It's been another week of bicycling in the confines of planet Sun Lakes. Within the walls of retirementdom exists (on the surface at least) a cleaner, more quiet and more stable environment, mostly removed from the financial and cultural turmoil just outside the gates.
Housing prices still remain too high. Homes that "get real" sell and the rest (clearly the vast majority) sit and sit on the market. Realtors trade listings as they expire, never bothering to tell the old folks that their world has changed and home prices have drastically fallen. While this small adult living community has held price levels much better than the surrounding area, it is starting to feel the crunch.
Home prices are coming down and that's a sure sign that reality is taking hold. It's a good thing for most I believe. If they really do need to sell now, then their price must reflect that fact. Those (again the majority of sellers in Sun Lakes) that are not serious can maintain outdated and unrealistic pricing and wait. We have already seen some take their homes off the market. It seems the proper move if they don't need to sell now. We follow the moves of our micro real estate market with interest and no small amount of amazement. It makes the bike rides not only good for us physically, but keeps us up to date about our little corner of the world's housing situation.
The market took a dive this week and the short sellers are making a killing. It turns out that some of the companies (perhaps most of them?) that we are bailing out are at the same time acting in a manner to make the situation worse. Today, it was reported that Morgan Stanley was actively shorting Ford Motor Company Stock and asking clients permission to use their stocks for that purpose. They were offering a 13% dividend and other incentives to lure customers into short positions.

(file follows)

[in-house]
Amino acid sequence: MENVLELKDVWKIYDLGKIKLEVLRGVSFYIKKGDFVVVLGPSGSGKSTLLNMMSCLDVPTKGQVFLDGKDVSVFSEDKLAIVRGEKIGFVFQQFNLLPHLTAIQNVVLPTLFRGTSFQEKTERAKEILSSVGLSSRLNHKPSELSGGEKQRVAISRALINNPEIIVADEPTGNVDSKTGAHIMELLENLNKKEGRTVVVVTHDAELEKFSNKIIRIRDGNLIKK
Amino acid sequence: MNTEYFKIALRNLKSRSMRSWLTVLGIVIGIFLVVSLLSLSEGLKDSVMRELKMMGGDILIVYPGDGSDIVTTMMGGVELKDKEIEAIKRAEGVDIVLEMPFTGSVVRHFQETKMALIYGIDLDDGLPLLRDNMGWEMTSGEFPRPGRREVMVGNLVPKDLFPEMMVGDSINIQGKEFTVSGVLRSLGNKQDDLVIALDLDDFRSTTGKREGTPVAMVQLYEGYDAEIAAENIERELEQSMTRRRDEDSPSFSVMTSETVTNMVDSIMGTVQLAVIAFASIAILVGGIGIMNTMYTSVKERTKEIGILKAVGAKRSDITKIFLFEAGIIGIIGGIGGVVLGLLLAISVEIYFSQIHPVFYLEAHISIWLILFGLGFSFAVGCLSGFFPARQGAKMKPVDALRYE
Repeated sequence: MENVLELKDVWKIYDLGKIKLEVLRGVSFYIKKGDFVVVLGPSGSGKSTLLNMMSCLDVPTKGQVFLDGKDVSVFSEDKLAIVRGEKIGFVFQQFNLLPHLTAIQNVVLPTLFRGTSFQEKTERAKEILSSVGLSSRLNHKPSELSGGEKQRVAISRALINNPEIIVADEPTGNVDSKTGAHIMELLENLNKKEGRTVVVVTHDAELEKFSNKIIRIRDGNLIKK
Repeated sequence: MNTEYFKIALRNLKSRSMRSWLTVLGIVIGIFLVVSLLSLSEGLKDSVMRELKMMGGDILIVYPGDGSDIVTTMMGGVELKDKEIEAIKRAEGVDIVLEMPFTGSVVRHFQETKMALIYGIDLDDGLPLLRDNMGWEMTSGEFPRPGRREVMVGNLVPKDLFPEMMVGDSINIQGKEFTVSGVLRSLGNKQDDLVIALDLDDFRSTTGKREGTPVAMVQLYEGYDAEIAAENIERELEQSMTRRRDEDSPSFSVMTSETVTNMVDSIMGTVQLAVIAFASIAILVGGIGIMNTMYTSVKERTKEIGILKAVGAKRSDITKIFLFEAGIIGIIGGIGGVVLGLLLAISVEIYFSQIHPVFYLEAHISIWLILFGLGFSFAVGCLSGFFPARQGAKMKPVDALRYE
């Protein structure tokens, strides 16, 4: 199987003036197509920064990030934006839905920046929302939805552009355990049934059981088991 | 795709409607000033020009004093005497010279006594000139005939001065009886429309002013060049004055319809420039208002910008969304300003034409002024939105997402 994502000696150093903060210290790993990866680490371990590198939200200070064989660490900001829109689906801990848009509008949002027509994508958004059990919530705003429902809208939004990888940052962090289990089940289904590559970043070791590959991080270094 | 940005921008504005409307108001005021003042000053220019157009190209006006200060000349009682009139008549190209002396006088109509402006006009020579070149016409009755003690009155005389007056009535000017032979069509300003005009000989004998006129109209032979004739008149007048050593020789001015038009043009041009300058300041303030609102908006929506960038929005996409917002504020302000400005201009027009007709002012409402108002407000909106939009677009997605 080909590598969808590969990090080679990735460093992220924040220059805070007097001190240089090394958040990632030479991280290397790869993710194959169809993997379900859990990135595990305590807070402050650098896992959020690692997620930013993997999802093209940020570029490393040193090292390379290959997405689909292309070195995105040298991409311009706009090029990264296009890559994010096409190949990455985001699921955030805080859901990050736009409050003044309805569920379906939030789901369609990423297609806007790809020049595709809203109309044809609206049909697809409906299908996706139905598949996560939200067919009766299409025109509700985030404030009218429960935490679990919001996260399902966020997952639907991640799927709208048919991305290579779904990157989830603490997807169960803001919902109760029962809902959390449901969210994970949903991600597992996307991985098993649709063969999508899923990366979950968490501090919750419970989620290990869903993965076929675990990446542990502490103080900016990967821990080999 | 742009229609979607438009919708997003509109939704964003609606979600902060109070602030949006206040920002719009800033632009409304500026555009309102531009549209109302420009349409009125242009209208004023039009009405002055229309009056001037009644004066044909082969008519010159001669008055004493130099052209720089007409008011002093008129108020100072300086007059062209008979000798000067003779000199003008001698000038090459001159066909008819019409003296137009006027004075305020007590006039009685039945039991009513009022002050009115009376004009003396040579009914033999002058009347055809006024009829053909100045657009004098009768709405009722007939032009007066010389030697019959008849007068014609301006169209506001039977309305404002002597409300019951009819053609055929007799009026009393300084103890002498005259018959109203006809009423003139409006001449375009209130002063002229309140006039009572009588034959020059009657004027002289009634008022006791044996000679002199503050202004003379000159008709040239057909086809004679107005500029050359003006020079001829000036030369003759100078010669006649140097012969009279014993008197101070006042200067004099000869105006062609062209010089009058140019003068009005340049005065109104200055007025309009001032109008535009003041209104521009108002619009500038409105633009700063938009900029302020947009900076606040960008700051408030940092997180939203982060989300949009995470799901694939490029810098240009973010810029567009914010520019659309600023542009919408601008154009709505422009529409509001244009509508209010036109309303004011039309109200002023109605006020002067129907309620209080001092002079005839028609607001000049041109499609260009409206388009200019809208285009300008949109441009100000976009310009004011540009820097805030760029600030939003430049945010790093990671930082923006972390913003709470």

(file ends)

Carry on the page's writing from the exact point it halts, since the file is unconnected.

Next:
To understand the implications of this move remember that Morgan Stanley received 10 billion dollars in taxpayer money, supposedly to help it's liquidity and stability. It is using that to undermine the value of the strongest remaining American Car company while we pour billions upon billions into the weaker two and will be forced for some time to continue the bail outs. Does this sound as malicious and counter-productive to you as it does to me. I've come to the conclusion that Wall Street firms are run by heartless assholes with no moral compass or sense of decency.
Would it be too much to ask for a scintilla of common sense and cooperation from the wizards of Wall Street. I am convinced at this point that this group of companies and individuals are actively working against the administration's attempts at helping out the middle class. When will we get a handle on these back stabbing little money grubbing bastards and get some productive developments out of our money and our economy?
Post Script: I know that shorting is not illegal and is widely used for trading for profit. It just seems that right now, it would be helpful if companies who are being supported by our tax dollars could support a bigger need than short term profit. Support of our national manufacturing base, which is severely diminished, would be most appreciated and the auto manufacturers are in deep doo doo, much of it their own fault admittedly. Still, we have no compunction about bailing out the financials that brought about the crisis, so why not some slack for companies and people who actually make things?